GM and Cruise Automation’s Self-Driving Bolts Head to the Big, Bad City Next Year
Self-driving cars have been rolling around the streets of our country for some time now, and today’s self-driving fleet of Cruise Automation’s Chevy Bolts is a long cry from the adorable sub-25-mph koala-faced Google Pods. However, starting next year, those same Bolts will be facing a brand new challenge.
New York City.
Pending the finalization of its application to operate in New York, GM and Cruise Automation plan to mobilize a fleet of their autonomous Bolts in lower Manhattan starting in early 2018, with the aim of learning from the city’s chaotic streets.
Mostly, though, it seems that what the self-driving cars will learn about is something we all got a lesson in on the elementary school playground: bullies. Speaking to Wired, artificial intelligence expert at Cornell University Bart Selman said, “Self driving cars behave conservatively, and follow all the rules, so there is a problem when humans push them and bend the rules.”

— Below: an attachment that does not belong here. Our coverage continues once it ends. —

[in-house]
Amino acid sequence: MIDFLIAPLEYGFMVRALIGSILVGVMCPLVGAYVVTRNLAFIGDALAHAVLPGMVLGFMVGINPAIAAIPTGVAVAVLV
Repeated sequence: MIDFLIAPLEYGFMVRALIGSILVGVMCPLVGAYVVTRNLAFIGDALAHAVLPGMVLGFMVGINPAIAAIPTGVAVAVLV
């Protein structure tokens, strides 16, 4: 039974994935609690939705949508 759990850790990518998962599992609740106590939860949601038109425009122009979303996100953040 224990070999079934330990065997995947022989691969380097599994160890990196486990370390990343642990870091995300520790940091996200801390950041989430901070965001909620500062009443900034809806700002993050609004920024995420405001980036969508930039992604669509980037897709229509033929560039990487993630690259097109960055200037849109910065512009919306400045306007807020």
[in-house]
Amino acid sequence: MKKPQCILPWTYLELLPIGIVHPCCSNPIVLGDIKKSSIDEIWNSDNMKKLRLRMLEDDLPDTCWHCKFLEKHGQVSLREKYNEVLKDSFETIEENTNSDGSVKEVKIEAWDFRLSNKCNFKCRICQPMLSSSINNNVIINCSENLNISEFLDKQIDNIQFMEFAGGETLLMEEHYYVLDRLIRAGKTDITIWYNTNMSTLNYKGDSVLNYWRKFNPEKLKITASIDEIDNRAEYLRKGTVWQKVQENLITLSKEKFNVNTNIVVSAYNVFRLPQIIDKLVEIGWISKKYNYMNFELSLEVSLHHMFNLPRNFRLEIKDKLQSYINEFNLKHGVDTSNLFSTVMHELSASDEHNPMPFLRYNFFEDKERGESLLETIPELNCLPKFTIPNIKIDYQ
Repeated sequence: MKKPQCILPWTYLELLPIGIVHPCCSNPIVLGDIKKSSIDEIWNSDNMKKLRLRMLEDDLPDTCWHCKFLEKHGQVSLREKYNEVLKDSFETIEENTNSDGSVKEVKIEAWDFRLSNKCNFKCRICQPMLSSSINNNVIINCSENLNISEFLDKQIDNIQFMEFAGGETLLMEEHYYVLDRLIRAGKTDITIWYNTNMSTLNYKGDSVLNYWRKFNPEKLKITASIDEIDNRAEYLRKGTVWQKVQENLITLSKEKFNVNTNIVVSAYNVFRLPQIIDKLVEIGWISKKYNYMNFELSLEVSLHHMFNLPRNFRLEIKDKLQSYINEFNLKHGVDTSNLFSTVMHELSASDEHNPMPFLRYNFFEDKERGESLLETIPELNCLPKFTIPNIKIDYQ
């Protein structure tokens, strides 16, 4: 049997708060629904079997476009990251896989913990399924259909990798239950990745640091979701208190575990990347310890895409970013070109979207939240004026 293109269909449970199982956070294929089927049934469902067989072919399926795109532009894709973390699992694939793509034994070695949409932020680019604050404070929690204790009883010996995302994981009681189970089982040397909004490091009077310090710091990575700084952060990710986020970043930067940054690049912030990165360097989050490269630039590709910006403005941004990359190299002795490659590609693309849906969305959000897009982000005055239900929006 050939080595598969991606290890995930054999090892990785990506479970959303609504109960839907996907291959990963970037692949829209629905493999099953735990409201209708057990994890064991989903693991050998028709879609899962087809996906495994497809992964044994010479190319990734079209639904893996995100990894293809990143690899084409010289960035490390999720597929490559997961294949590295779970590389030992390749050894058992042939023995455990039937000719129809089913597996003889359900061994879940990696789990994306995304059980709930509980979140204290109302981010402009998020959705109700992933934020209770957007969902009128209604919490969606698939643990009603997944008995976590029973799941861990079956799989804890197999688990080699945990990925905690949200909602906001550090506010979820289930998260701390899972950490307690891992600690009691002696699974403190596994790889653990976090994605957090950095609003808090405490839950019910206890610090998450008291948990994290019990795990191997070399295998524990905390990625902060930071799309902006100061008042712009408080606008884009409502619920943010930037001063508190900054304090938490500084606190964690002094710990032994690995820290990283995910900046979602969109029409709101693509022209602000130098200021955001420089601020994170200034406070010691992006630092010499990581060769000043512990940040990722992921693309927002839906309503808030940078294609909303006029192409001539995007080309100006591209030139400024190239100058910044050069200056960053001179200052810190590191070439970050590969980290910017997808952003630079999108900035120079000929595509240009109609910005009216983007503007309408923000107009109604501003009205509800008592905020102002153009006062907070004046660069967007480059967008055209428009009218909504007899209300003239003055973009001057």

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This has already been a problem for self-driving cars—from the beginning, almost all of the crashes associated with autonomous vehicles have been rear-end collisions, where people didn’t anticipate the car’s strict adherence to the rules of the road. However, designers are adapting to these problems, making self-driving cars act more “human,” by, for example, creeping forward at four-way stops to make sure that they get to go, or exceeding the speed limit when it is safer to do so.
Selman summed up the balance that the cars need to strike to succeed: “Overall safety will go up, but you can’t make it too extreme or the cars will not move at all.”
News Source: Wired